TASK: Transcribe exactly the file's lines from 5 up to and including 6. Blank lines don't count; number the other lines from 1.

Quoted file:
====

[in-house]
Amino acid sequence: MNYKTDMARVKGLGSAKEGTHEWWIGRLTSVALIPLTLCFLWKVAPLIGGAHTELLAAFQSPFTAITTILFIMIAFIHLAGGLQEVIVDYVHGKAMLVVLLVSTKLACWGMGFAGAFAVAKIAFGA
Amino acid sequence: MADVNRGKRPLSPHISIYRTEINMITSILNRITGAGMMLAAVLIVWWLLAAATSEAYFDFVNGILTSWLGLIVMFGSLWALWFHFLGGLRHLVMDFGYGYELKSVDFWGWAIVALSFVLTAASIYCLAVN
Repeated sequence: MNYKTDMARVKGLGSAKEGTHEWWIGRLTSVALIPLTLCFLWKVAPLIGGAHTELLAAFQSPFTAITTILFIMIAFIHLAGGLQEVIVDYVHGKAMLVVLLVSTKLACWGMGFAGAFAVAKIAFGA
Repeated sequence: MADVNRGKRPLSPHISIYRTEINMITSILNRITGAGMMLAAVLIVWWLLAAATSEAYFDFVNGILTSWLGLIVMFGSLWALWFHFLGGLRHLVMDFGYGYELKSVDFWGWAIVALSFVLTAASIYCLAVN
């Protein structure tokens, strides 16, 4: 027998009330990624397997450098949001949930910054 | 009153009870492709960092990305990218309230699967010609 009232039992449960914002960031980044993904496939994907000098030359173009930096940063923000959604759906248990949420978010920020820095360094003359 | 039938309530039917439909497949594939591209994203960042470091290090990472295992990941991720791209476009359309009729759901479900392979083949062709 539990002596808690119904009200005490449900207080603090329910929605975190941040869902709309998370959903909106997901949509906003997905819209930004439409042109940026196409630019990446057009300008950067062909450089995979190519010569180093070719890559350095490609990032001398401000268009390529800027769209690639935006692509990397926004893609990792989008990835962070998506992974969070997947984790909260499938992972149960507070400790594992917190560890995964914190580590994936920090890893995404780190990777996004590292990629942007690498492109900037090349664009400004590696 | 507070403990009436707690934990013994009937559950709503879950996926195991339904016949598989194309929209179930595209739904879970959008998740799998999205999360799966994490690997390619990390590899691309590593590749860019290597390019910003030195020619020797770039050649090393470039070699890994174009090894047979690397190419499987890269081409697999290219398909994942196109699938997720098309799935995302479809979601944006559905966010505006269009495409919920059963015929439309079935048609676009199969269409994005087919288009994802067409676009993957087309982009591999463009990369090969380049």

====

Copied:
Repeated sequence: MADVNRGKRPLSPHISIYRTEINMITSILNRITGAGMMLAAVLIVWWLLAAATSEAYFDFVNGILTSWLGLIVMFGSLWALWFHFLGGLRHLVMDFGYGYELKSVDFWGWAIVALSFVLTAASIYCLAVN
């Protein structure tokens, strides 16, 4: 027998009330990624397997450098949001949930910054 | 009153009870492709960092990305990218309230699967010609 009232039992449960914002960031980044993904496939994907000098030359173009930096940063923000959604759906248990949420978010920020820095360094003359 | 039938309530039917439909497949594939591209994203960042470091290090990472295992990941991720791209476009359309009729759901479900392979083949062709 539990002596808690119904009200005490449900207080603090329910929605975190941040869902709309998370959903909106997901949509906003997905819209930004439409042109940026196409630019990446057009300008950067062909450089995979190519010569180093070719890559350095490609990032001398401000268009390529800027769209690639935006692509990397926004893609990792989008990835962070998506992974969070997947984790909260499938992972149960507070400790594992917190560890995964914190580590994936920090890893995404780190990777996004590292990629942007690498492109900037090349664009400004590696 | 507070403990009436707690934990013994009937559950709503879950996926195991339904016949598989194309929209179930595209739904879970959008998740799998999205999360799966994490690997390619990390590899691309590593590749860019290597390019910003030195020619020797770039050649090393470039070699890994174009090894047979690397190419499987890269081409697999290219398909994942196109699938997720098309799935995302479809979601944006559905966010505006269009495409919920059963015929439309079935048609676009199969269409994005087919288009994802067409676009993957087309982009591999463009990369090969380049």